Film Reviews

One Night in New Orleans: Screening of Fragments

Analog photographer and surrealist artist Brittany Markert’s four piece short film Fragments exemplifies the visual prowess of past surrealist icons. Shot and hand-developed on a Bolex camera using black and white 16mm film, Fragments explores hysterical psychosis and the repressed desires of our subconscious. Accompanying the ocular distortion is a harrowing whimsical score by sound…

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Review #6: Analysis of “Epicentro” (2020)

~On July 11, 2021 Cuba began to experience a series of protests that called for the end of the governing Communist Party. Cuba’s capability for autonomy is eclipsed by propagandist media coverage and the interventionist dreams of capitalist Cubans living in the United States. Then at the same time, the state communists of Cuba and…

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Review #5: “Gett: The Trial of Viviane Amsalem” (2014)

Directed by Israeli siblings and actors  Ronit Elkabetz and Shlomi Elkabetz, Gett is a drama film that was screened at the 2014 Cannes Film Festival and the 2014 Toronto International Film Festival. It was selected for best foreign language film at the 87th Academy awards and was nominated for best foreign language film at the 72nd Academy awards.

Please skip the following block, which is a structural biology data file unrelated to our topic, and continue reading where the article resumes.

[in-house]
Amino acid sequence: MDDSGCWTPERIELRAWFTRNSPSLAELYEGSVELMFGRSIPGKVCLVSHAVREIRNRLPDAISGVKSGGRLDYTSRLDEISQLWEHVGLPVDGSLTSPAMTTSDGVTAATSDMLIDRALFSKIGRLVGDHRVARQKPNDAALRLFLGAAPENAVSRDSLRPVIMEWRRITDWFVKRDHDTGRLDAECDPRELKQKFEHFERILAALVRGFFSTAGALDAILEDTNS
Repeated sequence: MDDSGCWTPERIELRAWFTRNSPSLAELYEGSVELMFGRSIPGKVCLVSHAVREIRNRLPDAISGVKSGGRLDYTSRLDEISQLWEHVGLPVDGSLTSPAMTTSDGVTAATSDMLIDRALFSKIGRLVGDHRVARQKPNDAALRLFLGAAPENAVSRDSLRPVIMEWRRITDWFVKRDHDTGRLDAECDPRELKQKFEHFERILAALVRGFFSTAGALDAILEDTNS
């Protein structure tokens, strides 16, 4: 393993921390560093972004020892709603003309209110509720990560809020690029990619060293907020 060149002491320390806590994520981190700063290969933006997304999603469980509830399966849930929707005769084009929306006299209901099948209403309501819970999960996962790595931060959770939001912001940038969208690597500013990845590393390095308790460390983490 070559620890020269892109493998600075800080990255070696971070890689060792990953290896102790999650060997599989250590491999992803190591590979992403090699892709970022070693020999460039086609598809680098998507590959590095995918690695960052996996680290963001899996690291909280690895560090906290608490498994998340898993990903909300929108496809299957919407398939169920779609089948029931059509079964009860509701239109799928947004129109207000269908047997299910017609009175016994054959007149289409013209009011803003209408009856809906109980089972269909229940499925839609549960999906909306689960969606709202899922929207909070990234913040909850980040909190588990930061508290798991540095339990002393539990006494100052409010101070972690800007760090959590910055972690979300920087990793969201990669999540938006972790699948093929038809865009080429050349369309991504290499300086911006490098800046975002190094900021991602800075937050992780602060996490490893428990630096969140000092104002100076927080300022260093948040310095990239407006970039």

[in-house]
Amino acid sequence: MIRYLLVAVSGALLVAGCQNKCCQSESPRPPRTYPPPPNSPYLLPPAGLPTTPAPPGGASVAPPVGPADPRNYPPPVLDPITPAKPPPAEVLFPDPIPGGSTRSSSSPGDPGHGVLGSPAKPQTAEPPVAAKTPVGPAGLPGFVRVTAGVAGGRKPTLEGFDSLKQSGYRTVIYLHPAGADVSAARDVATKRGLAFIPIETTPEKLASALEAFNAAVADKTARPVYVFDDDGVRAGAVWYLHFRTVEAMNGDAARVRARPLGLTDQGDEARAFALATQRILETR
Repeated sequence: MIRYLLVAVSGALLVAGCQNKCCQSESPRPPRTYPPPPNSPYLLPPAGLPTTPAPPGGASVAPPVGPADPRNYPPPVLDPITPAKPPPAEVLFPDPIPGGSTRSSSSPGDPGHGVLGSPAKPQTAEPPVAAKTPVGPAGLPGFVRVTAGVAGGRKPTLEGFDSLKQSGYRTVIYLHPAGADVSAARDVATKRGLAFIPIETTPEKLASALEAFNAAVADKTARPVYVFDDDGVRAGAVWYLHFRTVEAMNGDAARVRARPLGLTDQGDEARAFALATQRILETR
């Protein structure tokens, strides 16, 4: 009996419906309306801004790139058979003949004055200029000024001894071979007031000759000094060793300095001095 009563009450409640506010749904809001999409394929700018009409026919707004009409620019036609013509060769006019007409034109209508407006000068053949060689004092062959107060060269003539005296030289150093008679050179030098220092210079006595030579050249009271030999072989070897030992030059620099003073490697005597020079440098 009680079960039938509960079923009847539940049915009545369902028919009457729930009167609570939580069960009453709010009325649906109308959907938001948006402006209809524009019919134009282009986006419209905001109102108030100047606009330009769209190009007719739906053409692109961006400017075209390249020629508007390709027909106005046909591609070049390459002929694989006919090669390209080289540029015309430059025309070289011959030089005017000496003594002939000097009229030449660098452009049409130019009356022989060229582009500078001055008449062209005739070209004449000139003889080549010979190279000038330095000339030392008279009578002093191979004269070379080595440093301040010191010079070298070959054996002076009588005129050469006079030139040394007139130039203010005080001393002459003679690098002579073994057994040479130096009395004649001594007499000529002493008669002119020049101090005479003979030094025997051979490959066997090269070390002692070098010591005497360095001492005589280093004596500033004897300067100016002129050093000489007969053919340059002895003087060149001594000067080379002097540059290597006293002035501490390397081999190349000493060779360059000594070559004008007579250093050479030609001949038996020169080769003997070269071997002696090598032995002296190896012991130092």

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Review #4: “Looking for Langston” (1988)

British filmmaker, artist and professor Isaac Julien’s short film Looking For Langston beautifully blends poetry, black pride and homosexuality into a tasteful and artistic medium. Released in 1988, the film places Langston Hughes as gay icon, weaving complex narratives, poetry and soft romances. It parallels 1920’s Harlem with a 1980’s gay London speakeasy. Shot on…

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Review #3: “Nasrin” (2020)

Jeff Kaufmen’s documentary Nasrin (2020) studies Nasrin Sotoudeh’s life and work in activism. The story of Nasrin Sotoudeh should be important to abolitionists, anti-authoritarians, and feminists everywhere because of Sotoudeh’s long history of working for human rights and the freedom of expression for women in Iran. Nasrin Sotoudeh is a human rights activist, writer, lawyer…

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Review #2: “Time” (2020)

Garrett Bradley’s documentary Time is a beautiful exposé of a black family dealing with the crushing penalty of time and the American incarceration system. The film follows Fox Rich and her family of six boys as they wait for their father’s release from Angola prison in Louisiana. Shot in black and white Time is as…

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Review #1: Analysis of “I Care a Lot” (2021)

I Care A Lot, 2021 directed by J Blakeson is a dark comedic crime thriller that focuses on machismo violence and critiques of capitalism. The film stars Rosamund Pike who is a legally appointed guardian for senior people. After honing in on Jennifer Peterson played by Dianne Wiest, Pikes character Marla Grayson has to deal…

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